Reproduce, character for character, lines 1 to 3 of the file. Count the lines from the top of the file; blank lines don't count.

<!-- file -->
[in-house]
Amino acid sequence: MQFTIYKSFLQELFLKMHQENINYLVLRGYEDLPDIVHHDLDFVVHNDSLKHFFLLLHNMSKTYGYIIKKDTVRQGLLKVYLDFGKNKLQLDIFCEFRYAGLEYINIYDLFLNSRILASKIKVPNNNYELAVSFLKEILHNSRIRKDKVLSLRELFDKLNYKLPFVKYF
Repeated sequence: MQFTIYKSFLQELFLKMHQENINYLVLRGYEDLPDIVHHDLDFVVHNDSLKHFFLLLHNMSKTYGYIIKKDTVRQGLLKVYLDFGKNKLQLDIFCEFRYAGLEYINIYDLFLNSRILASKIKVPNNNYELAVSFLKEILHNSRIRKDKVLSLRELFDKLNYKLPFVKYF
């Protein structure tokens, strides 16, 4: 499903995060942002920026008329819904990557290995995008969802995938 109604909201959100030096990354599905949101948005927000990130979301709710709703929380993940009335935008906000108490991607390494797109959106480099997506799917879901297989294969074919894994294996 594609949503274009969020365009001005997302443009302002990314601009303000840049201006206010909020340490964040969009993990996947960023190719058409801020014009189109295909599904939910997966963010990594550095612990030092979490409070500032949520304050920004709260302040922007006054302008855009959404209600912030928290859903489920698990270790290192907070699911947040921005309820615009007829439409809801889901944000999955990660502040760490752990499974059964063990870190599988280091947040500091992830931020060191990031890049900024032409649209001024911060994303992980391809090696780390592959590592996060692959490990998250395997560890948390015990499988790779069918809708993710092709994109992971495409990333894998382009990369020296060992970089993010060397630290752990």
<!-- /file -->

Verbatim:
[in-house]
Amino acid sequence: MQFTIYKSFLQELFLKMHQENINYLVLRGYEDLPDIVHHDLDFVVHNDSLKHFFLLLHNMSKTYGYIIKKDTVRQGLLKVYLDFGKNKLQLDIFCEFRYAGLEYINIYDLFLNSRILASKIKVPNNNYELAVSFLKEILHNSRIRKDKVLSLRELFDKLNYKLPFVKYF
Repeated sequence: MQFTIYKSFLQELFLKMHQENINYLVLRGYEDLPDIVHHDLDFVVHNDSLKHFFLLLHNMSKTYGYIIKKDTVRQGLLKVYLDFGKNKLQLDIFCEFRYAGLEYINIYDLFLNSRILASKIKVPNNNYELAVSFLKEILHNSRIRKDKVLSLRELFDKLNYKLPFVKYF